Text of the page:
Research: How National Media Define US Citizenship

Cristina Mislan at AEJMC 2016

Columbia, Mo. (Aug. 1, 2016) — Research at the Missouri School of Journalism focuses on solving problems and understanding different situations that are currently affecting our world.

Assistant Professor Cristina Mislan will present a paper she co-authored with graduate student Alejandro Morales at the Association for Education in Journalism and Mass Communication conference Aug. 4-7 in Minneapolis. Mislan and Morales analyzed news coverage of the Immigration Reform and Control Act of 1986, which was implemented by the Reagan administration, to examine how national media define citizenship in the United States.

Mislan believes that it is important to analyze this historical policy because such understanding allows readers to place contemporary conversations about immigration within historical context. This study illustrates how two elite newspapers played key roles in shaping the construction of citizenship discourse through narratives about chaos, discrimination and fraud. It argues that news media have reflected national attempts to maintain sovereignty – drawing borders around already-established citizens. The analysis provides insight into the ways newspapers help determine who belongs in the nation.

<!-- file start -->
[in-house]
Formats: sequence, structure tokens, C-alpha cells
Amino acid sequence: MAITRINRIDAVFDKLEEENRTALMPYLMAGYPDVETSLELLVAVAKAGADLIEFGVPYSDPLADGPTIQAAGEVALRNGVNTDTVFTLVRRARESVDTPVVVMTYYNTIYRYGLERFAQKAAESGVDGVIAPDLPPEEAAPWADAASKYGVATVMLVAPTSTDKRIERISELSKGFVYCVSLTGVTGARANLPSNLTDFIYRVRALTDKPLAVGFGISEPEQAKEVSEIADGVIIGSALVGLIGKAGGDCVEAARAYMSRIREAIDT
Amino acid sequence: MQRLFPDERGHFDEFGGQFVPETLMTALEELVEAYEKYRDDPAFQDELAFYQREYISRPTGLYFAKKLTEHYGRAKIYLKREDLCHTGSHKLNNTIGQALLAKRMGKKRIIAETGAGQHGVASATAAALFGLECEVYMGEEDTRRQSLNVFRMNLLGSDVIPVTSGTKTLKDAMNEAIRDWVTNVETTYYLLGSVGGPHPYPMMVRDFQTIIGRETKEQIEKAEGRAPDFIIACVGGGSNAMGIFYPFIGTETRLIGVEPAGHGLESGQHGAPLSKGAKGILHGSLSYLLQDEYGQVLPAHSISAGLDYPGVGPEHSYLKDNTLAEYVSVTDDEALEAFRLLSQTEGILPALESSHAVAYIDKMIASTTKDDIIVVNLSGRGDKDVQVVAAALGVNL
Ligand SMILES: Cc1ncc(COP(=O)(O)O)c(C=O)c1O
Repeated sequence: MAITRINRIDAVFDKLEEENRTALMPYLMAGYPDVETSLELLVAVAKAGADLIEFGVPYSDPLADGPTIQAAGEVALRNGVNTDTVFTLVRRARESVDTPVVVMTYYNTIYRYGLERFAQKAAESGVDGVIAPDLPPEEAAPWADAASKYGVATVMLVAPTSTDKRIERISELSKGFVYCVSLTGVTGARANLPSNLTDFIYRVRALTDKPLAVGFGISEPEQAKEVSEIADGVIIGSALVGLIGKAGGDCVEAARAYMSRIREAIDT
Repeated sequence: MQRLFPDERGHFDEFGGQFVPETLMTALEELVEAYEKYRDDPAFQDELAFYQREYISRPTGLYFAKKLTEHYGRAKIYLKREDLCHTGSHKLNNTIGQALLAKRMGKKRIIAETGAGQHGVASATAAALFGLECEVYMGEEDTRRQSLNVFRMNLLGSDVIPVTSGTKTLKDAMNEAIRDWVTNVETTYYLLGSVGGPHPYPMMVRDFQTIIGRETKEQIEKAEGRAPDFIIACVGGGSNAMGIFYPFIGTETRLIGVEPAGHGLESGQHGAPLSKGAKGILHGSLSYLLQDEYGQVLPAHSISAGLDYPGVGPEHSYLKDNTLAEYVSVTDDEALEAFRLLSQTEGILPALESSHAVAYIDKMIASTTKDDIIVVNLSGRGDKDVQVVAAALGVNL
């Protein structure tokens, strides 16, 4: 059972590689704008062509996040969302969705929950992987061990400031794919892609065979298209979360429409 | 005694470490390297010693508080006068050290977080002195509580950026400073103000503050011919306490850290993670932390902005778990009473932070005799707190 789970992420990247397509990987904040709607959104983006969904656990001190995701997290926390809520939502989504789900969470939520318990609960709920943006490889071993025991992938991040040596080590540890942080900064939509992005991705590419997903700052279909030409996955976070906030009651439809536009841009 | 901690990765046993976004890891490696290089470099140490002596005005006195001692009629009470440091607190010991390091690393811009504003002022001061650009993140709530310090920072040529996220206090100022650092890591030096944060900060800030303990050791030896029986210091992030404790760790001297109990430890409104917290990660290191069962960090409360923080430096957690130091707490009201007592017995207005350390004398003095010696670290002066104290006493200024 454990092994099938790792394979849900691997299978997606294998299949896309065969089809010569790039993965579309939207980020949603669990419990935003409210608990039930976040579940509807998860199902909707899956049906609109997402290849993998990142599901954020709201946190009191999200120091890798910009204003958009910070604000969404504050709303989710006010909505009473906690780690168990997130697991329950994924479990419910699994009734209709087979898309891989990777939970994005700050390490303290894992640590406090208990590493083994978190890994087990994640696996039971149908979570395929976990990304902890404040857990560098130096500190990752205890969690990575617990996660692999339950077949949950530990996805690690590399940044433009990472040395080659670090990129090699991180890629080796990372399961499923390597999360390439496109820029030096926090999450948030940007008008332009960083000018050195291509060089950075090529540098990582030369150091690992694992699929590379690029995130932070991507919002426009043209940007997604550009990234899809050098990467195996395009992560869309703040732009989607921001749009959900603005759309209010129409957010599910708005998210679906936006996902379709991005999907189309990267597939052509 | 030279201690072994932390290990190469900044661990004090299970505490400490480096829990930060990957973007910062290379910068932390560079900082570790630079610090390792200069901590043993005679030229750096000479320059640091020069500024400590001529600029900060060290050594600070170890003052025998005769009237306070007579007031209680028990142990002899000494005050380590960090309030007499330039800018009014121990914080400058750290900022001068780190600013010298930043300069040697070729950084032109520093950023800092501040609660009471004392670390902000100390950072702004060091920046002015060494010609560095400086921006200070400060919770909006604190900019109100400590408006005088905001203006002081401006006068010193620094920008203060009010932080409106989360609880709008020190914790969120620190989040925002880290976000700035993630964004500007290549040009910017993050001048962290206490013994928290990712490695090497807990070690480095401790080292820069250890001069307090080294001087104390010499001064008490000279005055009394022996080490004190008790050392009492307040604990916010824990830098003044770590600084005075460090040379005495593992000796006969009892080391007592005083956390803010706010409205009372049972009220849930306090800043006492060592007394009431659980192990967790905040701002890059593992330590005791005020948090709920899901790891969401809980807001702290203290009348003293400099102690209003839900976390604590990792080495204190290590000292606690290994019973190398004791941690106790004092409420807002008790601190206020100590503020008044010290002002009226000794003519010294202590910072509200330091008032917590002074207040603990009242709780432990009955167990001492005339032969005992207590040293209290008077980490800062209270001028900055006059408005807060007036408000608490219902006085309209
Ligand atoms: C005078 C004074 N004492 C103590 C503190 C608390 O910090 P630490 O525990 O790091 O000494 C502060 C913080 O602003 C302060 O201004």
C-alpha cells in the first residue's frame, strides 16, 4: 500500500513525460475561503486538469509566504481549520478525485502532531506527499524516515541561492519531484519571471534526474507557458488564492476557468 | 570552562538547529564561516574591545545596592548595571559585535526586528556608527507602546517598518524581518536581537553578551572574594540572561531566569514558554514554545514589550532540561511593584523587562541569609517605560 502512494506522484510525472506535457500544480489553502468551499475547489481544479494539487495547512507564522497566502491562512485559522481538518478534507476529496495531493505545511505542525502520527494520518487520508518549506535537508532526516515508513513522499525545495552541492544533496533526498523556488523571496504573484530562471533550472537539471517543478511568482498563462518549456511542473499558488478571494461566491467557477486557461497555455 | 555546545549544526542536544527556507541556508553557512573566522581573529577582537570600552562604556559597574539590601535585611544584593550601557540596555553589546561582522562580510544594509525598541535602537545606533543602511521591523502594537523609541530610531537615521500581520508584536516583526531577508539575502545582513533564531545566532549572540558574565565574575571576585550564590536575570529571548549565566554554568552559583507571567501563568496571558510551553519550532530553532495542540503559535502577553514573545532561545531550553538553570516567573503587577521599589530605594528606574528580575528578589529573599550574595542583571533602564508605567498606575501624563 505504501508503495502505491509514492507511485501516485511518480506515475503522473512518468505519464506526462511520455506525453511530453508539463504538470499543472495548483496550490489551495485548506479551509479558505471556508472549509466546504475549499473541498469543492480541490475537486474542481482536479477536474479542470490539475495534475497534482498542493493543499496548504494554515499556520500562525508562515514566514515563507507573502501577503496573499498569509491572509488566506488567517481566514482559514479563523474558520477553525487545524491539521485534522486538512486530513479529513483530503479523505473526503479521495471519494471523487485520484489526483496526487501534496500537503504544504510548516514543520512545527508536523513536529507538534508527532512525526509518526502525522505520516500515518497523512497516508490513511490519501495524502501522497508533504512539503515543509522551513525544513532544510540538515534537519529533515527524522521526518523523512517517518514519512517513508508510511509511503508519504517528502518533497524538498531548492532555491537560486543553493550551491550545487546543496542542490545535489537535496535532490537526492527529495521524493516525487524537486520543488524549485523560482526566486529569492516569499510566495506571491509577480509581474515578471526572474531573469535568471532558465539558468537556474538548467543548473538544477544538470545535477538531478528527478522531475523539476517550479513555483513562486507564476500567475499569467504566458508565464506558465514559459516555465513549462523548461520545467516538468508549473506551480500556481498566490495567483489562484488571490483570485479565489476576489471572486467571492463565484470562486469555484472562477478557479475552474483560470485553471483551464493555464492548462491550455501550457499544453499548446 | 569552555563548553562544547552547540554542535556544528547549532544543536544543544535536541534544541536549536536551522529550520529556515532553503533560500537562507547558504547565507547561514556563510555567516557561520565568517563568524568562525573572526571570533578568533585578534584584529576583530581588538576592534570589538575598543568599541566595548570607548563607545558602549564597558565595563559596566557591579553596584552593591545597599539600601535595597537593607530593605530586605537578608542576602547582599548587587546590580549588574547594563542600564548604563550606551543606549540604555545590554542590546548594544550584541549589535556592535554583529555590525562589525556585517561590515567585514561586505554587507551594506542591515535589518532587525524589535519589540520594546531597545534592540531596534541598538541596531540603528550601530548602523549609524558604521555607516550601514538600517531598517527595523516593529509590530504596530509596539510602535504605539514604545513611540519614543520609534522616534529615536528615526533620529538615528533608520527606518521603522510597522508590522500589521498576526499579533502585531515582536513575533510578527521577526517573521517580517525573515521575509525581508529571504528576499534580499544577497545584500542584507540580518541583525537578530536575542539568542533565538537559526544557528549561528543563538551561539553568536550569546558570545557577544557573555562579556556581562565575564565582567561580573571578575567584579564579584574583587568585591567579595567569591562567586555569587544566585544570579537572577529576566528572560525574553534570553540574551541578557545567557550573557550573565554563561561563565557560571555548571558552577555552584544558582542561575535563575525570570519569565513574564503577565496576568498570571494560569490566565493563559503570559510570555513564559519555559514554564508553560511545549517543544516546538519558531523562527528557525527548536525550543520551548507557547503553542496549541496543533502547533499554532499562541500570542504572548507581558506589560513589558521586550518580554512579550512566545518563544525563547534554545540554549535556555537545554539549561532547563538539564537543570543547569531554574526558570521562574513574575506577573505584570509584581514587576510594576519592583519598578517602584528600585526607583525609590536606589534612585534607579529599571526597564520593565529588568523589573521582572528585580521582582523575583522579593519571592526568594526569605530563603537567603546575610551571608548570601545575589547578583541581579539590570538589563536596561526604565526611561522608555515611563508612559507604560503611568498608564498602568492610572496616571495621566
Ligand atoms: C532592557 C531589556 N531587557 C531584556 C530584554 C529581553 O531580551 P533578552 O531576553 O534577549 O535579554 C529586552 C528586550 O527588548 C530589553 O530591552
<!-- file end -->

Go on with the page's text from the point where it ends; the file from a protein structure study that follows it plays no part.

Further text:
“Researching this topic and understanding how citizenship is defined by the media really shows how we see ourselves as a nation,” she says.

Mislan also believes that it is important for faculty to work with students on research. Students become familiar with the research process and get involved in real-world problems.

“It’s important to be mentors to students in hopes that they will continue to learn and grow as scholars,” Mislan says. “It’s also a good way for students to build relationships. I know I still work with a lot of my mentors, and it’s fun getting to work with students to prepare them as scholars.”

Mislan teaches courses in qualitative research methods and cross-cultural journalism. Her research draws on critical/cultural and transnational theories to study the role race, class and gender play in shaping alternative news media. Mislán also examines the relationship between globalization, transnationalism and media activism to study how activists use media for advocating social and political causes.

Kody Ferrin is a student in the Advanced Social Media Class.

Updated: September 29, 2020

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